Not only is Robert Schryer's comment about the timelessness of music right on, but I'm afraid you've missed a helluva lot of the listings. The first page alone has 4 recent issues, and one newly available historical issue. The second page has 5 recent issues, plus several newly available remasterings that show the music in best light. The third page has four new recordings, and others that are certainly less than 30 years old. My two choices are of retired classical sopranos, one now dead, who have never sounded this good since their original LP issues... which is to say, that the digital engineering has finally begun to catch up to the original analog sound.

gbroagfran's picture

What I meant by new music is not a recording that is from 1967 and reissued. I mean new music, that which has been written and recorded in the past year or two. Something that someone younger than 60 might have heard of.

rschryer's picture

You like to exaggerate, don't you?

gbroagfran's picture

Well, I am on cheap, crappy drugs, so I guess I must have hallucinated that new would mean a year or two old.

Maybe to you, records to die for means new copies of the same old stuff, but not for me. I already have lots of classic rock and jazz albums. The records to die for in my life are the ones that make me stand up and say," Wow, what was that?" It isn't the job of these reviewers to find just technically good records, but stuff you have never seen or heard. They are record reviewers, but apparently, not very adventurous.

rschryer's picture

"The records to die for in my life are the ones that make me stand up and say," Wow, what was that?"
Couldn't agree more. It's exactly what I asked myself when I heard Paul Messenger's R2D4 pick of The Incredible String Band's 5000 Spirits... album. It came out in 1967.

gbroagfran's picture

Ah, 1967. I had a Weathers turntable, old dual-mono tube electronics and custom speakers. I also had two hits of good acid, a handful of joints, a cute, furry hippie gal with no underwear and every record the String Band had made. I still have the records. I like them. That's my point. Now, in 2017, for "oldies", I want to hear Hank Three and Kammerflimmer Kollecteif.

In the last couple of months, I have purchased vinyl by the following artists;

Uncle Acid and the Deadbeats, Goat, Kadaver, Dave Alvin, Seasick Steve, King Gizzard and the Lizard Wizard, Fat Boy Slim, Me First and the Gimme Gimmes, Doc Pomus, SCOTS, and a compilation of 40s-50s voodoo music from the Caribbean.

What have your purchased that might interest the readers?

rschryer's picture

As a music lover, I enjoy the familiarity of the old and discovering the new. But here's the thing, as far as I'm concerned: It's all about context. This segment is called R2D4, not Album that Caught My Fancy in 2017. There's a weightiness at play here that I think should not be overlooked.

I believe that for a record to merit the distinction of being one to die for, hyperbole aside, its music has to have proven itself with the listener/R2D4 judge OVER TIME. Like true love.

The albums you've listed may be great, but will they stand the test of time FOR YOU? Those that continue to find a place in your heart over, say, a 10 year period, will have earned their nomination as a R2D4. The rest, however fun they may have been to listen to in the spring of 2016 but never again, will not.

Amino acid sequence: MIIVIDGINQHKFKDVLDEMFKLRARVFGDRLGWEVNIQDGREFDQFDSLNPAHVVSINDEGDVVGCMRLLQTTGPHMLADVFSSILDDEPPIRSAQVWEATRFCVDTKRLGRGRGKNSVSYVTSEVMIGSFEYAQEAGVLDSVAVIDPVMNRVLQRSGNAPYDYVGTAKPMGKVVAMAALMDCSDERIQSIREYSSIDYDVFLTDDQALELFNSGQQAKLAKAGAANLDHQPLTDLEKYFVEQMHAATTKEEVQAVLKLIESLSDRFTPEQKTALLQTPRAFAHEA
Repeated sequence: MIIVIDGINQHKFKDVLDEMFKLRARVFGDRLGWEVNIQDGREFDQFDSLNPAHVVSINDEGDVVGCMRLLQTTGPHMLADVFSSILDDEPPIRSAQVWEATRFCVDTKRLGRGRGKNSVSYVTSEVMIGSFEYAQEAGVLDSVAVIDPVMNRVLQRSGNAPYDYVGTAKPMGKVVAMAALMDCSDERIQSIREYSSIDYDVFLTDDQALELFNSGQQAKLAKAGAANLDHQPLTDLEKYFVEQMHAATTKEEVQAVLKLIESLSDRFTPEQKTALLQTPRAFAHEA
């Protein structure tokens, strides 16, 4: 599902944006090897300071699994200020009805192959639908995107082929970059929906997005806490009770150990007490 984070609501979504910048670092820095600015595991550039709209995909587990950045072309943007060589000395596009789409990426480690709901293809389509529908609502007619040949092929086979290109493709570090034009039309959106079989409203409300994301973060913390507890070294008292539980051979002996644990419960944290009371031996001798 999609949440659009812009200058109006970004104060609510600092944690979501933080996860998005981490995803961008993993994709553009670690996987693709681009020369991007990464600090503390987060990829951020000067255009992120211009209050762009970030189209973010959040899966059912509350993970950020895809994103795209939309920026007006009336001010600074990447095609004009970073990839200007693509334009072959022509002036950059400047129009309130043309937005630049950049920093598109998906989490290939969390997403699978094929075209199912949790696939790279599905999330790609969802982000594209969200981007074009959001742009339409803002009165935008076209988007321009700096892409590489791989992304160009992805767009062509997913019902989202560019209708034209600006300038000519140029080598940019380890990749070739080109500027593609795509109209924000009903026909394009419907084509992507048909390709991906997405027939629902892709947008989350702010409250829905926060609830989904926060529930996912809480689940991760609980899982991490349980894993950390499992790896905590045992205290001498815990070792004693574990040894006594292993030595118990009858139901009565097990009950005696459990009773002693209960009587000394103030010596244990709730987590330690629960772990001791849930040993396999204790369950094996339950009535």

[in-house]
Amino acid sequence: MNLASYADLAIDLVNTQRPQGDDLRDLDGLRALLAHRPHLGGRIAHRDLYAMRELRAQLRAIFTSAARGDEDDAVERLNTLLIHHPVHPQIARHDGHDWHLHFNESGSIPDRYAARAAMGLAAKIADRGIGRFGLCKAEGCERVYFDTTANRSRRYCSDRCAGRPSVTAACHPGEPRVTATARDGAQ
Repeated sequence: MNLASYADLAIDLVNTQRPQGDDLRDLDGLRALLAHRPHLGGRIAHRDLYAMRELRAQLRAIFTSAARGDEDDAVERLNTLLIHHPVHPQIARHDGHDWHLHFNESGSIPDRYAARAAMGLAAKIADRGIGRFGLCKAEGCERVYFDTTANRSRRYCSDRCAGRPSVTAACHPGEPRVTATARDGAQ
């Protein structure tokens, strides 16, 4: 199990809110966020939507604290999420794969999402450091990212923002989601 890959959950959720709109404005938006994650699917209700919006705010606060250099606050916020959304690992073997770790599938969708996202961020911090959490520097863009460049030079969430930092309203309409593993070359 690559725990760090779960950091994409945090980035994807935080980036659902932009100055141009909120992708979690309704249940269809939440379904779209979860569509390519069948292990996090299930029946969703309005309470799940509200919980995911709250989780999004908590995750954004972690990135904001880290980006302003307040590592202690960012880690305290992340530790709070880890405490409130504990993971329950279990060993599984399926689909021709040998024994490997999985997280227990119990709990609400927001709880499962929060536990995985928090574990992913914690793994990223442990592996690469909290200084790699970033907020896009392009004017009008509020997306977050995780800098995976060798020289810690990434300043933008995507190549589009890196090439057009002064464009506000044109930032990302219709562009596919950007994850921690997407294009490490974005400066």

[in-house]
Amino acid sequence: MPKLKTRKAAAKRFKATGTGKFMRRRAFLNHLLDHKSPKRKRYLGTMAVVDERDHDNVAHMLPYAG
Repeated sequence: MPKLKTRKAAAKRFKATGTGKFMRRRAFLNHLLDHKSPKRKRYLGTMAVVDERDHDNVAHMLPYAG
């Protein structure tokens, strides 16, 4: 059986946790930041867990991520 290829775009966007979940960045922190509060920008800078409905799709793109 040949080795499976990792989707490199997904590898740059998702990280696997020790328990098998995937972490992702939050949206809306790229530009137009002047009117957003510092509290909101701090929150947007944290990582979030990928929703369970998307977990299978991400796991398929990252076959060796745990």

Bottom line: I believe that time is of the essence when it comes to choosing one's R2D4.

gbroagfran's picture

1. I clearly stated that I like the Incredible String Band and have listened to their albums for 50 years. I have been a stereo fan since 1959. I have seen more than most.

2. Hundreds of other albums, none of which appear on these lists, have stood the test of time of 5-50 years for me, but most audiophiles have never heard of them because they only listen to 100 albums, over and over. They are generally looking for the records that make their systems sound better. My system exists to make my records, all of them, sound better.

3. How about a "rule" that a piece of music can only appear once on these lists? Once a record has appeared, you can easily go back and look at the previous years' lists. Personally, I find almost all remixes and remastered records worse than the originals. Elvis should sound like he is coming out of a car radio. Pink Floyd should sound very loud, bass and 60's. Phoebe Snow should be played on a Quad system from the 70's. That's historically relevant.

rschryer's picture

"My system exists to make my records, all of them, sound better." This statement, as far as my experience goes, better sums up the audiophile ethos than your 100-album cliche that precedes it.

And again, R2D4 is not a list of arbitrary album reviews. It represents albums that are, for personal and unique reasons, meaningful to those who picked them. On this basis, it wouldn't be fair to prohibit a writer from listing a R2D4 because someone else beat him or her to the punch.

gbroagfran's picture

My friend has a collection of 60,000 records. Even he says he listens to the same 100 over and over. Everyone does.

rcwortman's picture

I bought the Cecile McLorin Salvant record that two people recommended months ago after I ran accross a rave review from MF. Once again I was disappointed by audiophile approved vinyl. The record had areas in it that were inexcusably noisy for a new pressing and frankly the music left me flat. Old standards reinterpreted and stylistically butchered to the point of being unrecognizable are not my cup of tea. I need to find someone who likes this sort of melodically jarring wretchedness to give it away to.